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A Phase 3 Trial of Sebelipase Alfa in Lysosomal Acid Lipase Deficiency

Burton BK, Balwani M, Feillet F, Barić I, Burrow TA, Camarena Grande C, Coker M, Consuelo-Sánchez A, Deegan P, Di Rocco M, Enns GM, Erbe R, Ezgu F, Ficicioglu C, Furuya KN, Kane J, Laukaitis C, Mengel E, Neilan EG, Nightingale S, Peters H, Scarpa M, Schwab KO, Smolka V, Valayannopoulos V, Wood M, Goodman Z, Yang Y, Eckert S, Rojas-Caro S, Quinn AG
N Engl J Med. 2015;373:1010-20


BACKGROUND: Lysosomal acid lipase is an essential lipid-metabolizing enzyme that breaks down endocytosed lipid particles and regulates lipid metabolism. We conducted a phase 3 trial of enzyme-replacement therapy in children and adults with lysosomal acid lipase deficiency, an underappreciated cause of cirrhosis and severe dyslipidemia.
METHODS: In this multicenter, randomized, double-blind, placebo-controlled study involving 66 patients, we evaluated the safety and effectiveness of enzyme-replacement therapy with sebelipase alfa (administered intravenously at a dose of 1 mg per kilogram of body weight every other week); the placebo-controlled phase of the study was 20 weeks long and was followed by open-label treatment for all patients. The primary end point was normalization of the alanine aminotransferase level. Secondary end points included additional disease-related efficacy assessments, safety, and side-effect profile.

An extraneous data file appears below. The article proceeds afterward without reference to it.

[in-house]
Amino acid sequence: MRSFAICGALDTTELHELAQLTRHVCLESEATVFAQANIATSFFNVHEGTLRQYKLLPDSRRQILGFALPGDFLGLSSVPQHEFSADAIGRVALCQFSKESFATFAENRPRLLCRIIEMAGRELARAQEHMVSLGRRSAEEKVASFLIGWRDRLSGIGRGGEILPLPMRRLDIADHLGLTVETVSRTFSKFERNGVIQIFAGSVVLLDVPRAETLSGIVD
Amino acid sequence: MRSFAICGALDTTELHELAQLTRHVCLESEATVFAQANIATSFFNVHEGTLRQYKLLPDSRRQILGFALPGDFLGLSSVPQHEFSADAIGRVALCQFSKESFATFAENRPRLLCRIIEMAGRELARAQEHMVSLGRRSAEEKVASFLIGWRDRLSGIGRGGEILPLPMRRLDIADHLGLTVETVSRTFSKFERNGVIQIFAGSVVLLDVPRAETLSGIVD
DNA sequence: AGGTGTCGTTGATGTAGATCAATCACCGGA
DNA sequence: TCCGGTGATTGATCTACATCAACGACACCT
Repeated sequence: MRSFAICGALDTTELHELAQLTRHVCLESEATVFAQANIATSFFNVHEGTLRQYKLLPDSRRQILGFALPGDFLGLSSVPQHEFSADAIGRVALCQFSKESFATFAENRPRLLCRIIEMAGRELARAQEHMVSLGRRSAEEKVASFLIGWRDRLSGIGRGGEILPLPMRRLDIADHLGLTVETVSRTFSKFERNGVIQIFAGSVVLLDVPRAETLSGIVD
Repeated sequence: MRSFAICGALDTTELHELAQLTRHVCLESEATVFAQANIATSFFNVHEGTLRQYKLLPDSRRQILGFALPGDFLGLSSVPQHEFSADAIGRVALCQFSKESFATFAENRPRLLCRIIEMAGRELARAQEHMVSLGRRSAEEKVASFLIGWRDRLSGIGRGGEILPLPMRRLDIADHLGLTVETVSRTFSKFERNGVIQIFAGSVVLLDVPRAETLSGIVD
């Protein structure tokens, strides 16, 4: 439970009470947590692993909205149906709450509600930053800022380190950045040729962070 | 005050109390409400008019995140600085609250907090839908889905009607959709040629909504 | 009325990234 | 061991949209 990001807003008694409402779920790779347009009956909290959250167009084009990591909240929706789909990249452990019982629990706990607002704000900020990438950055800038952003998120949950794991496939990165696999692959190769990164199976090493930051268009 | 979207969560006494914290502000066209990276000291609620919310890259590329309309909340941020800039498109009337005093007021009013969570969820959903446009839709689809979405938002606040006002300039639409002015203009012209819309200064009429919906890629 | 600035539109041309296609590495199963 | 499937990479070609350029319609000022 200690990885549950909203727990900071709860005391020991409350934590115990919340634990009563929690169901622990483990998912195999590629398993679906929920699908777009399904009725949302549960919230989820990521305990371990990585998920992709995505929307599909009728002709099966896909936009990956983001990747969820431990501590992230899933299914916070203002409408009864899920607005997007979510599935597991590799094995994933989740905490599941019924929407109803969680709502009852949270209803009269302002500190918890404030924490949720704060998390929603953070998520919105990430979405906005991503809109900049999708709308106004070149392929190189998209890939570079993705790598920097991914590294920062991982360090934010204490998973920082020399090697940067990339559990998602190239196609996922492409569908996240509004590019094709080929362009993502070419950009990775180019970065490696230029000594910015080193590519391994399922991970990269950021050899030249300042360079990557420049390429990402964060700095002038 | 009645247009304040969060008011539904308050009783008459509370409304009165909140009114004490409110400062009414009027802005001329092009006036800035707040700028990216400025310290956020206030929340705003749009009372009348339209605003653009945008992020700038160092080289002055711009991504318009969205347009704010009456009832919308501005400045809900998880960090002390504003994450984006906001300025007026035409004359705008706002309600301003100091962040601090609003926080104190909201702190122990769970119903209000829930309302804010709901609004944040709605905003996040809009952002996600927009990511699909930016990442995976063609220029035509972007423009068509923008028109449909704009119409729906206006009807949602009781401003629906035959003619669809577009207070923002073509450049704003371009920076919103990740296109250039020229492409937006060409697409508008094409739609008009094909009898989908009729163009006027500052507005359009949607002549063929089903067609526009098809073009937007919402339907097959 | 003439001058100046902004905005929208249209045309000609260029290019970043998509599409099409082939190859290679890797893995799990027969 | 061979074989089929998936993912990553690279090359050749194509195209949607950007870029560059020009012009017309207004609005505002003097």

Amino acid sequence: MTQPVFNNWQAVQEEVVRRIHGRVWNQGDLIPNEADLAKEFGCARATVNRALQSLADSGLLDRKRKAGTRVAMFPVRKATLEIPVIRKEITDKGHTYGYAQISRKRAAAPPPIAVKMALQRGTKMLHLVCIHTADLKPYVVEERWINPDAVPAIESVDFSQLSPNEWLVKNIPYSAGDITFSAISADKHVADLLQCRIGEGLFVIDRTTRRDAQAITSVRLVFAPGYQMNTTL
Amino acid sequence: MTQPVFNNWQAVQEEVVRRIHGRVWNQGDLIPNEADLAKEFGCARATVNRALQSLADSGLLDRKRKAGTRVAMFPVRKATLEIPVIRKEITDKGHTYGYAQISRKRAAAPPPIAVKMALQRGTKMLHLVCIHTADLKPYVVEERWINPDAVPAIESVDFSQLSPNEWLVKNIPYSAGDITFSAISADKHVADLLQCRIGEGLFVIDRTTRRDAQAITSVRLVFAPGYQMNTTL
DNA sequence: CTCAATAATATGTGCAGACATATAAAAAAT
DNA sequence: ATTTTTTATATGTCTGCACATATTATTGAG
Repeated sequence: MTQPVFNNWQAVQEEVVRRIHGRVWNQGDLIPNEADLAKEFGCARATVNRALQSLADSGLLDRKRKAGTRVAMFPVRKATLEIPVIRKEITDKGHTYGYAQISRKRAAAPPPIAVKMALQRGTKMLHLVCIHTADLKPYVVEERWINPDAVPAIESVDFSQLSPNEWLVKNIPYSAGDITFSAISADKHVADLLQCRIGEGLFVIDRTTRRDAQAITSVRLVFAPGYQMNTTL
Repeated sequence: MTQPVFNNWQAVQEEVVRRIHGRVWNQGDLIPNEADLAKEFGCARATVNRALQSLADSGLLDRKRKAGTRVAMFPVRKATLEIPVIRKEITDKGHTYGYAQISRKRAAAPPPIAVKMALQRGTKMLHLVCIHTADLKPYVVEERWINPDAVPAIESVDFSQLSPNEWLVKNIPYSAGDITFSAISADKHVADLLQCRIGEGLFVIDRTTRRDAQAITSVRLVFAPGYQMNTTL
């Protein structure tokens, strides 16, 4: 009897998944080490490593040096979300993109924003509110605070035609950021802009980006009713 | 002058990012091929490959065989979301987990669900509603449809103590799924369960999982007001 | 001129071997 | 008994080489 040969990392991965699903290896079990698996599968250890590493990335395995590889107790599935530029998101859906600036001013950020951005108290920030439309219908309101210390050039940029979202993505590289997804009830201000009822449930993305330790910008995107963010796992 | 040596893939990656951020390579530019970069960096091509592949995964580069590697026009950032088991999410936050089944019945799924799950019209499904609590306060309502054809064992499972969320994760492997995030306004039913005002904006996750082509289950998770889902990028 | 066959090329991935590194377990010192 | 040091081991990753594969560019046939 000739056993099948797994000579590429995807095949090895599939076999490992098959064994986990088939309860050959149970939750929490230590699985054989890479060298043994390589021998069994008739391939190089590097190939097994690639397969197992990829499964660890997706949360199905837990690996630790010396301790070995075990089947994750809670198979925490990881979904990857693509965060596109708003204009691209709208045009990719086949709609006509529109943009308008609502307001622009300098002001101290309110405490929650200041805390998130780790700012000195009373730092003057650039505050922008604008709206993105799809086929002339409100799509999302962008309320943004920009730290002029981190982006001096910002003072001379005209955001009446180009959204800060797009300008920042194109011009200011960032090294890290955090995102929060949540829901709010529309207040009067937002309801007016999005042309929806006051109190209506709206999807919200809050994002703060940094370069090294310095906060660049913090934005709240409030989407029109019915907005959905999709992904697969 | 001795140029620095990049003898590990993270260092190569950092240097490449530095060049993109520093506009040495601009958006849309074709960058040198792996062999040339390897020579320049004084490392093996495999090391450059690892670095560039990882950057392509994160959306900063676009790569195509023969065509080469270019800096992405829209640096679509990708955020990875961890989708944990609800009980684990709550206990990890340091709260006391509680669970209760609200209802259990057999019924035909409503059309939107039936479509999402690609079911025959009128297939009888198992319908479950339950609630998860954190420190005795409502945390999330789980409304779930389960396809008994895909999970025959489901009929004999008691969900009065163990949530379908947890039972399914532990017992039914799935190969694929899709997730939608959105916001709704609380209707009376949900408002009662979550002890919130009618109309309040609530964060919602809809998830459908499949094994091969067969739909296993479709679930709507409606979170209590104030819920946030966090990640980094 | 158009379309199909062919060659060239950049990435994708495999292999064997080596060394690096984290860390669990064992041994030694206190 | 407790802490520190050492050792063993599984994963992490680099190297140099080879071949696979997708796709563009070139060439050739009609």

RESULTS: Substantial disease burden at baseline included a very high level of low-density lipoprotein cholesterol (=190 mg per deciliter) in 38 of 66 patients (58%) and cirrhosis in 10 of 32 patients (31%) who underwent biopsy. A total of 65 of the 66 patients who underwent randomization completed the double-blind portion of the trial and continued with open-label treatment. At 20 weeks, the alanine aminotransferase level was normal in 11 of 36 patients (31%) in the sebelipase alfa group and in 2 of 30 (7%) in the placebo group (P=0.03), with mean changes from baseline of -58 U per liter versus -7 U per liter (P<0.001). With respect to prespecified key secondary efficacy end points, we observed improvements in lipid levels and reduction in hepatic fat content (P<0.001 for all comparisons, except P=0.04 for triglycerides). The number of patients with adverse events was similar in the two groups; most events were mild and were considered by the investigator to be unrelated to treatment.
CONCLUSIONS: Sebelipase alfa therapy resulted in a reduction in multiple disease-related hepatic and lipid abnormalities in children and adults with lysosomal acid lipase deficiency.

 

N Engl J Med. 2015;373:1010-20

 

 


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